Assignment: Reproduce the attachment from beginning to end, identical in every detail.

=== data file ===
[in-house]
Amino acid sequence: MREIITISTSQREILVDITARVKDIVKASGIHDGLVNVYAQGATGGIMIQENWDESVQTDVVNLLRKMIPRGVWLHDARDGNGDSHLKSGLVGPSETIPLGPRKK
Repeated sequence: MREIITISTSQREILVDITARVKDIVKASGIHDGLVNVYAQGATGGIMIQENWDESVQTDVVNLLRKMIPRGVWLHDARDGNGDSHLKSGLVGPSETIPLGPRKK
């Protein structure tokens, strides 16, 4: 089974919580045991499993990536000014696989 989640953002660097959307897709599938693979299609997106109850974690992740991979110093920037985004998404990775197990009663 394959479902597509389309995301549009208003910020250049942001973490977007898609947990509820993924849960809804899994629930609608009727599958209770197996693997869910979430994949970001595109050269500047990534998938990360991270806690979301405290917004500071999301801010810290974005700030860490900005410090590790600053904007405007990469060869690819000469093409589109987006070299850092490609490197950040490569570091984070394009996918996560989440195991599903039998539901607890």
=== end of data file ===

[in-house]
Amino acid sequence: MREIITISTSQREILVDITARVKDIVKASGIHDGLVNVYAQGATGGIMIQENWDESVQTDVVNLLRKMIPRGVWLHDARDGNGDSHLKSGLVGPSETIPLGPRKK
Repeated sequence: MREIITISTSQREILVDITARVKDIVKASGIHDGLVNVYAQGATGGIMIQENWDESVQTDVVNLLRKMIPRGVWLHDARDGNGDSHLKSGLVGPSETIPLGPRKK
């Protein structure tokens, strides 16, 4: 089974919580045991499993990536000014696989 989640953002660097959307897709599938693979299609997106109850974690992740991979110093920037985004998404990775197990009663 394959479902597509389309995301549009208003910020250049942001973490977007898609947990509820993924849960809804899994629930609608009727599958209770197996693997869910979430994949970001595109050269500047990534998938990360991270806690979301405290917004500071999301801010810290974005700030860490900005410090590790600053904007405007990469060869690819000469093409589109987006070299850092490609490197950040490569570091984070394009996918996560989440195991599903039998539901607890």